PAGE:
In response to both the potential for terrorist targeting and BSE in our beef exports, guess what the USDA is wanting to do?
That’s right. The USDA wants to treat the small and hobby farmer exactly the same as it treats corporate ranches, and it wants to treats horses, pigs, chickens, llamas and goats as if they were cows capable of spreading a cow disease.
The USDA has gotten together with “industry stakeholders” and concocted a plan by which all livestock in the United States will be marked and registered with the USDA, along with the “premises” such animals are living at. NAIS; National Animal Identification System. Currently voluntary, but will be mandatory in all phases by 2009.
Any animal which dies unexpectedly must be reported to the USDA, any animal which leaves its “premises” for any reason must be reported to the USDA, any transfer of livestock from one person or “premises” to another must be reported to the USDA, any sale or slaughter must be reported, every hiccup and cough … and, okay, I’m exaggerating somewhat, but not by a lot. A straight, lawyerly reading of the USDA’s draft regulation doesn’t give exaggeration much legroom.
The USDA has, though, come out with a guide for “small-scale or non-commercial producers” which says that the intention is not to force hobby farmers out of existence. Nice words, but there doesn’t – as yet – seem to be a change in their draft rule. So it’s sorta like the police chief assuring the citizens that, no, they won’t be handing out tickets in the new speed trap if you’re driving 5 miles over the limit and slowing down; but this assurance doesn’t change the speed limit, and the cop will issue the speeding ticket if the department is short of cash. Good luck in traffic court.
The USDA’s rule was drafted by commercial agricultural interests – Monsanto, Cargill, American Farm Bureau – and not publicized among small and hobby farmers. Monsanto has known about this for years. I, as a rancher with 2 horses, 4 sheep and my son’s 9 4-H chickens in residence, found out about it last month. And while I will admit that the purpose of having such a thing in place is a good idea for their stated reasons, the method which they have proposed, in writing, to meet those needs places a disproportionate burden on the folks who are not subject to those conditions in the first place.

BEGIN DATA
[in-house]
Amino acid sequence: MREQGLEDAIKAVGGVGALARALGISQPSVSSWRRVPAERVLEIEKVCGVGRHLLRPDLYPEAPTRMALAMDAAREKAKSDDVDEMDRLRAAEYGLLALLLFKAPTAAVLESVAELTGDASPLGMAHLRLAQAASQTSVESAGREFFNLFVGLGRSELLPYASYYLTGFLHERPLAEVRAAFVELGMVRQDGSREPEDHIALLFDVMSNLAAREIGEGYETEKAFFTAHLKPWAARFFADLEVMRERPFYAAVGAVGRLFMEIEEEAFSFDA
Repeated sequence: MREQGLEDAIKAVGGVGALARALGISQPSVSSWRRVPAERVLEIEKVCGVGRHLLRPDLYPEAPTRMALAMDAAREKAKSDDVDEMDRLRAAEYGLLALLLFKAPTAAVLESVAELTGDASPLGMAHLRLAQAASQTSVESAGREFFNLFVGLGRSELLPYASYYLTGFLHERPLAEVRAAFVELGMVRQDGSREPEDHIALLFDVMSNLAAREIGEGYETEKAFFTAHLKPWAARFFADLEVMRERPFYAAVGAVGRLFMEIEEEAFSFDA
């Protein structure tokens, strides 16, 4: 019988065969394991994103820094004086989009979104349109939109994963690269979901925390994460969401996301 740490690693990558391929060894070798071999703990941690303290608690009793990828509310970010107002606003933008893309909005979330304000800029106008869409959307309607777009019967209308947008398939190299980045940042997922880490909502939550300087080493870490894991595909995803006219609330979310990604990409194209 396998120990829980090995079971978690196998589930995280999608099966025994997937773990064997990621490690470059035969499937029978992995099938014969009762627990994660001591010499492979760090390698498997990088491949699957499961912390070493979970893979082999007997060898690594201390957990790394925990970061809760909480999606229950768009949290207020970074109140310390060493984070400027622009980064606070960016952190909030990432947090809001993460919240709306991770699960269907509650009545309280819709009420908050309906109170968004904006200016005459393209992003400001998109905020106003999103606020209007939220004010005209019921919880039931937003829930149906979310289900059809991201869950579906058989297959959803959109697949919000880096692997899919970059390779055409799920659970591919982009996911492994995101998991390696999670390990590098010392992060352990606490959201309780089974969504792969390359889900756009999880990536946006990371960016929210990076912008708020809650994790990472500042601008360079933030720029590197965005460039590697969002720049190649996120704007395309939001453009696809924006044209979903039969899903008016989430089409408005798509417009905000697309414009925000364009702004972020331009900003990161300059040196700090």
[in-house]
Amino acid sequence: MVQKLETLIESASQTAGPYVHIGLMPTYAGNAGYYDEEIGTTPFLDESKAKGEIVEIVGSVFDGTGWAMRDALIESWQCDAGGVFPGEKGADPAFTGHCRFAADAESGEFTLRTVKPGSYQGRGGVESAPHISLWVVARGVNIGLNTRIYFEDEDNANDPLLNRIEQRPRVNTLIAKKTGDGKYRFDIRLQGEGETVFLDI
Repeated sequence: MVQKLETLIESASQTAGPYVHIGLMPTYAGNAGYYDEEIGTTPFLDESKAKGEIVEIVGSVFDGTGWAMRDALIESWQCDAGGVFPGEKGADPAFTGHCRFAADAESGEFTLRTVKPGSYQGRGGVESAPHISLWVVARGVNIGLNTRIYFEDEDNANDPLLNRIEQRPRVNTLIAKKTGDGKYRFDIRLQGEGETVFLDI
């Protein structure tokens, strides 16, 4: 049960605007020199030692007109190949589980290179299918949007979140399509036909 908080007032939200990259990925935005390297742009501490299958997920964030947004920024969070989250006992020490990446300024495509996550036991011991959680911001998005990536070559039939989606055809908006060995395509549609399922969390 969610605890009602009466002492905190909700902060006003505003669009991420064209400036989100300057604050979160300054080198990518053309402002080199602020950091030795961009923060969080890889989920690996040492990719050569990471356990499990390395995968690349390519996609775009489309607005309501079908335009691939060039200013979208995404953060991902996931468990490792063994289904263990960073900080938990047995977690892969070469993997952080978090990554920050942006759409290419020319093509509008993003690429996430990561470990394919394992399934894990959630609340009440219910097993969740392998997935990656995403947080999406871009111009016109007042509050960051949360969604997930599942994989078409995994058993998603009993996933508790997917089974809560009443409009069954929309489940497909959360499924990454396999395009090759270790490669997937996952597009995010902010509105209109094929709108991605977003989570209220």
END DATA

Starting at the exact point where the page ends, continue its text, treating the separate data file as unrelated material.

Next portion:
In other words, my sheep are not going to be the source for another round of national export embarrassment over BSE, and my son’s chickens will not be the target for al Zawahiri’s next foray into imported terrorism. Making me register my home and my livestock isn’t going to do anything for anyone – constructive, that is. It’d piss me off, and make the USDA have to take an awful lot of reports every time I saddle up Bones and ride him down to the mailbox, which is not as often as I’d like.
But as far as meeting the Department’s aims … won’t work.
I remain skeptical that an online .pdf page which may not exist tomorrow will be an adequate defense against a federal seizure of my livestock when I refuse to comply with NAIS. I predict that a lawyer working for the USDA will point out that the regulations don’t exempt any livestock for any reason, and that an explanatory “guideline” doesn’t carry the weight of law. The administrative law judge will not disagree simply because I declare – correctly – that their rules are monumentally retarded.
 Attacking our food supply isn’t necessarily a terrorist tactic; many “sensitive” liberals are already doing that with their NIMBY lawsuits and rural development.
 Bovine == cow; spongiform = in the form of a sponge; encephalo- = brain; pathy = disease. BSE is a disease that affects cows brains and makes it look like a sponge, i.e., full of holes. This then affects the cow’s behavior, making it act “mad”, or insane. Bellowing, falling down, running around. Much like some of the people you see who fret about it.
 Mmmmm! Protein!
 Purists and pedants will say that it’s variant Creutzfeldt-Jakob disease. Yadda yadda; that’s merely the Creutzfeldt-Jakob you get when you aren’t a vegetarian.
 “The attention garnered from the BSE case last December, coupled with the increasing
number of animal disease outbreaks worldwide over the last decade, has intensified the
level of interest in developing NAIS. September 11, 2001, also taught us that we have to
prepare for potential intentional disease introductions. NAIS is a top USDA priority.”
William “Bill” Hawks
Under Secretary for Marketing and Regulatory Programs